CRUEL SUMMER by Wesley Southard
There were several themes in Cruel Summer which grabbed me by the throat. And that’s not even including that horrific yet wholly enticing cover art. The first was that it was set in Florida which is one of my favourite places and there was even a reference to Disney World. Tick.
It delves deep into the relationship between a mother and her child. Gulp but tick.
And the abstract main character - the sea. The god damn sea and all the drowny stuff. I am deathly afraid of open water and I can’t swim well. I sweat like a pig just putting my feet in a pool. So yeah, if we read horror to freak us out then, tick. Actually, TICK. This was my first outing with Wesley and I have to say that I enjoyed it and will be looking to read more. I am on a real Death’s Head Press kick at the moment and I have yet to be disappointed with the amount of graphic violence and gore depicted within their publications. Bring on the splatterpunk!
As we follow Melissa and Patrick’s story, there were some genuinely heart-wrenching mother and son moments which added to the investment that I had in these characters. The boyfriend, Hoyt, was thoroughly ghastly and well I can’t give anything away but there was out loud whooping at one point. The third act of the story in particular read like a Hollywood movie and I couldn’t put it down. It was an amped up race to the end where everything went completely nuts and I loved it.
Without giving any spoilers, I enjoyed the use of Greek mythology within the narration too as it added gravitas and depth to the plot. Mixed in with the Hollywood blockbuster feeling, I could also see certain scenes as Harryhausen animation in my mind. Brilliant. Overall, I really enjoyed this. Because of my own fear of open water, it certainly added to the tension and there were scenes that made me genuinely uncomfortable. And isn’t that what horror is often all about? I give Cruel Summer 4 stars.
Thank you so much to Sadie for allowing me to be a part of this Night Worms party and to Wesley Southward and Death’s Head Press for sending me a digital copy in exchange for an honest review.
Janine Pipe is currently writing a splatterpunk novella about a teenage vampire hunter and has a horror podcast with fellow Brit and indie author, Lou Yardley called Cryptids, Crypts and Coffee.
CRUEL SUMMER is a book about the unwavering love of a parent for a child. It is also a book about the evil within humans and a much older darker evil that hides in the depths of the ocean. In lesser hands the balance between moments of familial love and extreme terror could come off as forced or fake. Thankfully, Wesley Southard is one of the better horror writers in the game. In this novel he is able to make the quiet and reflective moments breath like a calm ocean early in the morning and then turn on a dime and serve up some extremely suspenseful and harrowing passages like being stuck out at sea in the middle of a hurricane.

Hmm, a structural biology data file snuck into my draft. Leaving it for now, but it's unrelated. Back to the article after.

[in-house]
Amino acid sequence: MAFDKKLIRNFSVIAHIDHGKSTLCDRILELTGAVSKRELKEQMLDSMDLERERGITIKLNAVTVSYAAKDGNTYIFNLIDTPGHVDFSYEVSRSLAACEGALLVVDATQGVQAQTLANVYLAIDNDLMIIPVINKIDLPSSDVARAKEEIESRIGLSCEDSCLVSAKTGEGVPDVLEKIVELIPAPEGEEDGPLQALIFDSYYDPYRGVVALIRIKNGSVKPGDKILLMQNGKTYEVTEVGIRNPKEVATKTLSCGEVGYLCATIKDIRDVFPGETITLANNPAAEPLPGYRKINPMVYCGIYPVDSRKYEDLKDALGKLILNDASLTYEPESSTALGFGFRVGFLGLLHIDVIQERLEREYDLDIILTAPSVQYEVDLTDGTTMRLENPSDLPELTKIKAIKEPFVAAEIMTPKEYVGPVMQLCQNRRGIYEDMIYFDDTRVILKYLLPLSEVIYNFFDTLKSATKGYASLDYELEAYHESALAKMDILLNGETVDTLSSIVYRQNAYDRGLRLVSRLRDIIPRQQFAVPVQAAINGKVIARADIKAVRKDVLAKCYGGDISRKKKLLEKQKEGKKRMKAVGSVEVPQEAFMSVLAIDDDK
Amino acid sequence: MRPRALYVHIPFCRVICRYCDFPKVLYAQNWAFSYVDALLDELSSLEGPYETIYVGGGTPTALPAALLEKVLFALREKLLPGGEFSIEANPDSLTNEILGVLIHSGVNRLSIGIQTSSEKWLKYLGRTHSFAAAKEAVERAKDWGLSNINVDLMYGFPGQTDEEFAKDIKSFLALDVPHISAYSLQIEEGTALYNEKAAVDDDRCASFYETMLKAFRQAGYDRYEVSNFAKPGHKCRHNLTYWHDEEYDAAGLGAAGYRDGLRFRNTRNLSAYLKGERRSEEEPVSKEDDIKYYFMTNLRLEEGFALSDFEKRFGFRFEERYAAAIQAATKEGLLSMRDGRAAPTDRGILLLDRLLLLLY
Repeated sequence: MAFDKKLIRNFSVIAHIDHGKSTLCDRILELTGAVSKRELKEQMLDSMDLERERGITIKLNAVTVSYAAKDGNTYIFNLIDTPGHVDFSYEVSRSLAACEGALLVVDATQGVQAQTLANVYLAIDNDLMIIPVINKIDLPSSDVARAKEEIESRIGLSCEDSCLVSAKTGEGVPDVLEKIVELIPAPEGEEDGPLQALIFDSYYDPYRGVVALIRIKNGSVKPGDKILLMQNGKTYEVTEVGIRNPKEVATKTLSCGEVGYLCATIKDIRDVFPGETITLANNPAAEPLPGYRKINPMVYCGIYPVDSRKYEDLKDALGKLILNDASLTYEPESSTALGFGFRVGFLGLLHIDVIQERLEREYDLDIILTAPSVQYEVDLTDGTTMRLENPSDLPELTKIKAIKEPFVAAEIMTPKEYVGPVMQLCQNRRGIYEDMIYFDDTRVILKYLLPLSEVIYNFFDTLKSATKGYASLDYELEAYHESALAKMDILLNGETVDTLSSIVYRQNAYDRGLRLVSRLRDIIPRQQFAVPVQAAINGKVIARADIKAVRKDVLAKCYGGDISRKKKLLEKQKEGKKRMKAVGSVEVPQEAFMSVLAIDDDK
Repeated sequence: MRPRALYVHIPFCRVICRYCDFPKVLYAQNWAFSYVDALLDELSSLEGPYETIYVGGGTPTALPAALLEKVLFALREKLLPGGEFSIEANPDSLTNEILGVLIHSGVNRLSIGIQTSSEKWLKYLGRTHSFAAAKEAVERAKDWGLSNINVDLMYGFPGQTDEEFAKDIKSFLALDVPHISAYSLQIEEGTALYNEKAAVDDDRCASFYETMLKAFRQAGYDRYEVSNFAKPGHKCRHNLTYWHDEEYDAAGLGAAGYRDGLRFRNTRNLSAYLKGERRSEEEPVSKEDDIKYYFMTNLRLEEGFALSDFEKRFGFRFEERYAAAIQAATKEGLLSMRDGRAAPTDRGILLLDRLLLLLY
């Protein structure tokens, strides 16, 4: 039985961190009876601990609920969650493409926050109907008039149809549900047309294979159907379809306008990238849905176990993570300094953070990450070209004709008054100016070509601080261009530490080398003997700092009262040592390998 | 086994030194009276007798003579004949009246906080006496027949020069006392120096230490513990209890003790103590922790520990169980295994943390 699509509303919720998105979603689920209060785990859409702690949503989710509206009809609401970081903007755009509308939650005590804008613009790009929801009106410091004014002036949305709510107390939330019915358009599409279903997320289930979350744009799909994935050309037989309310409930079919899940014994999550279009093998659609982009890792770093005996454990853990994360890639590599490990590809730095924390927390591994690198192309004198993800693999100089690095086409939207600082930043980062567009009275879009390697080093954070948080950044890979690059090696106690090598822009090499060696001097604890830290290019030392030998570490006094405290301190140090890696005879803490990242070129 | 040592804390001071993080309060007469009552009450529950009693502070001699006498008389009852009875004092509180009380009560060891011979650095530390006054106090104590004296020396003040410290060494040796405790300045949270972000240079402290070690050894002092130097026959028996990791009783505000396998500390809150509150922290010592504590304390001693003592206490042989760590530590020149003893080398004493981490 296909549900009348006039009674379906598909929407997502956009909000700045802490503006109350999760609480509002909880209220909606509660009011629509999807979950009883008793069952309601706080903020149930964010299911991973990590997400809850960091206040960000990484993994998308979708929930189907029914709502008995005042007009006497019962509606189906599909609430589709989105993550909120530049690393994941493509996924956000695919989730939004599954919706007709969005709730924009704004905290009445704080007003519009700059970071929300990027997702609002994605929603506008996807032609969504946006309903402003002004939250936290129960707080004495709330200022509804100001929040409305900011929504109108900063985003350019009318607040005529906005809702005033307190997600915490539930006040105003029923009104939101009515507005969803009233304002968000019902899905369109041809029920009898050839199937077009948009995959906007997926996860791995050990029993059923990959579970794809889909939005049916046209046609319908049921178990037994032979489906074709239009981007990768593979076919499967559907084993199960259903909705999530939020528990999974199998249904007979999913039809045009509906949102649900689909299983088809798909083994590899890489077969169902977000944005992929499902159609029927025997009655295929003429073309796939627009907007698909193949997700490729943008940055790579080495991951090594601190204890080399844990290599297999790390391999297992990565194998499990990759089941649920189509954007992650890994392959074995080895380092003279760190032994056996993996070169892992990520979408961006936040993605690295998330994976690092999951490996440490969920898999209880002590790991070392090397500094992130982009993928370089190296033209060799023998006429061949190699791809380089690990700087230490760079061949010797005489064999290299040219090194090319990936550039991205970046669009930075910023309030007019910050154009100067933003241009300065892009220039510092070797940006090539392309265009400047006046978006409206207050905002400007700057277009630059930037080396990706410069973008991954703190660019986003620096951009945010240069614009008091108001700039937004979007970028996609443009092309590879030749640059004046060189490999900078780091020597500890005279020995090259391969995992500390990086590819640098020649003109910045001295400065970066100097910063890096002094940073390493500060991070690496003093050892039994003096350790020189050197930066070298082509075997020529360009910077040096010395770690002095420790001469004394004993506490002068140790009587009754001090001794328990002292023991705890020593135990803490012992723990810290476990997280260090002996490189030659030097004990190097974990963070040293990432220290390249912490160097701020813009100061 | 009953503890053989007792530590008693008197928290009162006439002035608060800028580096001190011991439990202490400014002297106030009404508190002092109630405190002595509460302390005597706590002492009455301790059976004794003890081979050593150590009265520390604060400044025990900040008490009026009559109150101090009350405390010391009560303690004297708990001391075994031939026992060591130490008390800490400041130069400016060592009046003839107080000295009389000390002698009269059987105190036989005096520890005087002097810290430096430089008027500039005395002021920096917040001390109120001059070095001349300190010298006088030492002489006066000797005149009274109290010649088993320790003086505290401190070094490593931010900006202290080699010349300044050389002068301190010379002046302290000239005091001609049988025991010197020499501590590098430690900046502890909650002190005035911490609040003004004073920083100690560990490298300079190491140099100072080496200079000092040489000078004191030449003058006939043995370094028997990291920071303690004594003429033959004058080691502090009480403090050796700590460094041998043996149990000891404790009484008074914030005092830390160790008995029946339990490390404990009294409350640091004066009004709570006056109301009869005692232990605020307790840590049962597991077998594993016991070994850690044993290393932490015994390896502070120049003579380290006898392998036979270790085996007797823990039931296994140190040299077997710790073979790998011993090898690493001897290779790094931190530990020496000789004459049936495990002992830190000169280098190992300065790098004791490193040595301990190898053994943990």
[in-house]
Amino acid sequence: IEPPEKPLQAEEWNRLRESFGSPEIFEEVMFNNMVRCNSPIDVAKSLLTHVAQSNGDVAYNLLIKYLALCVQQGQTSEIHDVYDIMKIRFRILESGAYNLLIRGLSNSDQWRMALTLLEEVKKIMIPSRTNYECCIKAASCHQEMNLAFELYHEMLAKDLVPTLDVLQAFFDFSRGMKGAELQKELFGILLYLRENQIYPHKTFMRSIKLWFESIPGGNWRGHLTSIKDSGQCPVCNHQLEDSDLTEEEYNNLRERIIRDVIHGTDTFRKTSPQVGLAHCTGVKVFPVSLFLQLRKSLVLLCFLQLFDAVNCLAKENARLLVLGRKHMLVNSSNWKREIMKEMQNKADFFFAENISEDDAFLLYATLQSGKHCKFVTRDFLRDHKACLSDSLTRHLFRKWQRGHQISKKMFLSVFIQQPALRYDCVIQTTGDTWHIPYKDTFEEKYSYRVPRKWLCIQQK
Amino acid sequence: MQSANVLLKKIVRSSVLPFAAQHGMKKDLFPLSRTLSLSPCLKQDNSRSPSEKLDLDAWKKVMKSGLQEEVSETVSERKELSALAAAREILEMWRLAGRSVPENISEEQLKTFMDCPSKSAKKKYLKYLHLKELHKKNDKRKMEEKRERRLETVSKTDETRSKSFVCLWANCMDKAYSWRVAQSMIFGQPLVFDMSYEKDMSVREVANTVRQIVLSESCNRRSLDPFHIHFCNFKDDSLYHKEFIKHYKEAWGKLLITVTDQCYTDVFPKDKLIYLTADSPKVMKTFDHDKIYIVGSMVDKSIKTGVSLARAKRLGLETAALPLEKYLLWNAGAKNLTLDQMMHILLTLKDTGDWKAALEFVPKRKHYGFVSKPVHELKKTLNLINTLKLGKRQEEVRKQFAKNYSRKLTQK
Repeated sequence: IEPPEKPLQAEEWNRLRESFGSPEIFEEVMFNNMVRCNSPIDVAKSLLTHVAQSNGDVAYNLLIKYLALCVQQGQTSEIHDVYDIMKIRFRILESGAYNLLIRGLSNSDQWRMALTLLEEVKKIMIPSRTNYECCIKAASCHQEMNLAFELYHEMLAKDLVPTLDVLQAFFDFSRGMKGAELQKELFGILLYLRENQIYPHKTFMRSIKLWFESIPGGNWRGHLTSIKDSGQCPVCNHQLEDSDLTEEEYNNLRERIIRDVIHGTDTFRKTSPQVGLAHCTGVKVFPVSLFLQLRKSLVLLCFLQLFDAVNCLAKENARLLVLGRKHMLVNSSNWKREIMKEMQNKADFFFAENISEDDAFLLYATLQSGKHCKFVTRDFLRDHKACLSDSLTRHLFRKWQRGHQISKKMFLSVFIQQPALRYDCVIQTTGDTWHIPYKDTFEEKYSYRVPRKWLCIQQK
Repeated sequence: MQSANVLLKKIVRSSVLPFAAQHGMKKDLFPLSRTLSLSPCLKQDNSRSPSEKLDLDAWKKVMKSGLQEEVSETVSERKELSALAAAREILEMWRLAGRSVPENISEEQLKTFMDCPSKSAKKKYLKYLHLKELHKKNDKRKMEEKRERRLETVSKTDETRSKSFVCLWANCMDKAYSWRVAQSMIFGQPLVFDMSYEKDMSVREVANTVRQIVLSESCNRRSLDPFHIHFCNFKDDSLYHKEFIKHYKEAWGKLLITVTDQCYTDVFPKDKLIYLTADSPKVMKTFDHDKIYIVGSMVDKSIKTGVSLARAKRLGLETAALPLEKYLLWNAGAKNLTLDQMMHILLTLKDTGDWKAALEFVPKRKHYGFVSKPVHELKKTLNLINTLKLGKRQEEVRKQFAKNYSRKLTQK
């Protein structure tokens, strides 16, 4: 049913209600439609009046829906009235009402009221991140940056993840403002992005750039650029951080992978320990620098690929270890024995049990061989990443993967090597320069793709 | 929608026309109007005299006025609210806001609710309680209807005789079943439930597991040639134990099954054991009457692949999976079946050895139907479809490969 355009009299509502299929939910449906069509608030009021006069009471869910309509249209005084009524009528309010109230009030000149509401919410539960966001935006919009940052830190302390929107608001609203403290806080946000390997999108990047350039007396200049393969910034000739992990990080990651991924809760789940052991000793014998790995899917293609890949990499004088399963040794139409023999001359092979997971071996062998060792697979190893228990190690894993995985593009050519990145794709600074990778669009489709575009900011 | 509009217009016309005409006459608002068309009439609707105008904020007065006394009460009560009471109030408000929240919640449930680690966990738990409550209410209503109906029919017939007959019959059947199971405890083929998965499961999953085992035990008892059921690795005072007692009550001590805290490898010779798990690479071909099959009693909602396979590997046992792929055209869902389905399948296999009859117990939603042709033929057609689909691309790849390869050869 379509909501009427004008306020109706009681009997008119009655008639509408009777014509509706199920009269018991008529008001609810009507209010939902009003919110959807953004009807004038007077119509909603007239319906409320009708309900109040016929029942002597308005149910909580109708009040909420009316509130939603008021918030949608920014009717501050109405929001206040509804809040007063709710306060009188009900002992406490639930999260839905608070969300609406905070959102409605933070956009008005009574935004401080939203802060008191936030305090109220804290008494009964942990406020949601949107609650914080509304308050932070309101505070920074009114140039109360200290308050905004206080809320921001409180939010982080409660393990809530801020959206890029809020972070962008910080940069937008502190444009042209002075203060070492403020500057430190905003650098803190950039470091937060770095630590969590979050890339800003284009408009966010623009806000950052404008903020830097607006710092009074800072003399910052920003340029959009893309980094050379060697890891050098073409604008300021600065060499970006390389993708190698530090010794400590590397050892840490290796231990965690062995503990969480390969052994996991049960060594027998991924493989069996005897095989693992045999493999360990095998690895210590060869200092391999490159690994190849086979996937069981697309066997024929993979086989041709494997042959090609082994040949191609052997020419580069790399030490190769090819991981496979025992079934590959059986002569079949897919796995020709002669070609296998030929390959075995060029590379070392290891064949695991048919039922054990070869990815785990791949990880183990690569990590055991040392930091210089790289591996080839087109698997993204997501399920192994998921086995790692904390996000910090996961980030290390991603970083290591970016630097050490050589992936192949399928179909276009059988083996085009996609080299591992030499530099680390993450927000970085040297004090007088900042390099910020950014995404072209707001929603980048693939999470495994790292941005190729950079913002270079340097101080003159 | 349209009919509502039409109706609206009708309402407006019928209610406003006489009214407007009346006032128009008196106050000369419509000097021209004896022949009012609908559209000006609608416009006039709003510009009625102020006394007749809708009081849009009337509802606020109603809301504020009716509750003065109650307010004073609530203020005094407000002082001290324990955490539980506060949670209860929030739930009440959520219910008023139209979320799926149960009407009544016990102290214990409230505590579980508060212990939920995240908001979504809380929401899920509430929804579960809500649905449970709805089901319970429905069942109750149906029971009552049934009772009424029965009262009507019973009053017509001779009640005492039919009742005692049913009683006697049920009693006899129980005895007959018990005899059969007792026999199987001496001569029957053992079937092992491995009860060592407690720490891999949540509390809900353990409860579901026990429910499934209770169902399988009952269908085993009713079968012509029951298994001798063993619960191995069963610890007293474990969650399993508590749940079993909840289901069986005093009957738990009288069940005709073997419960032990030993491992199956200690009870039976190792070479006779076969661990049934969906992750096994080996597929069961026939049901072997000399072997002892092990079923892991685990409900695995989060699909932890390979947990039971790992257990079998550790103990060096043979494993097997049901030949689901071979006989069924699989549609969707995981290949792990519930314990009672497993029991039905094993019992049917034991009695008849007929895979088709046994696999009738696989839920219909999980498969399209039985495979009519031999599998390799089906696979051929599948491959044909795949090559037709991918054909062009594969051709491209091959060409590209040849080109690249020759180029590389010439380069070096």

Melissa Braun and her son Patrick are taking a much need vacation to Florida with Melissa’s no-good boyfriend Hoyt. There have been plenty of great evil humans (NOT possessed by a spirit just genuinely bad people) in horror fiction over the years. Hoyt fits in with the likes of Henry Bowers in Stephen King’s IT, but even more vicious. In time Melissa and Patrick fight back against Hoyt, but in the process unleashes a darker and older evil. Southard then leads us through a mother’s struggle to continue to protect herself and her son from a suspicious detective, unusual aquatic creature behavior, a monster from the darker depths, and it all culminates with some of my favorite chapters in recent memory. I don’t want to give too much away, but you won’t find me anywhere near the ocean for a good long time.
I didn’t find the book lagged or got bogged down even when it turn to the personal relationship between Melissa and Patrick, or when Melissa reconnects with an old friend who she turns to for help later in the book. This is due in large part to Southard’s ability create characters that feel real — Patrick is perfect representation of a pre-teen and Melissa is a single parent who tends to second guess herself. The bond between mother and child, even when it is strained, is woven into the fabric of this book. All this makes the more horrific moments even more impactful.
Speaking of those horrific moments, Southard slowly builds the horror over the course of the book. You can feel the slow escalation and menace that follows Melissa and Patrick after the evil is unleashed. There is one section of the book that I thought couldn’t creep me out, but it did and now I can’t go anywhere near one of my favorite water-based creatures! The encounters with the evil element culminate in some very unique scenes of violence and gore which are described in stomach churning detail. Needless to say I loved every moment of it.
Wesley Southard has taken us down to the water in CRUEL SUMMER. That water might be calm at times, but when it turns dark and ominous there is no telling what might happen next. If you are a fan of horror fiction that blends the best of creepiness and gore with a tale about family then reel this one in right now.
A big thanks to Deaths Head Press and Sadie at Night Worms for the review copy of this book.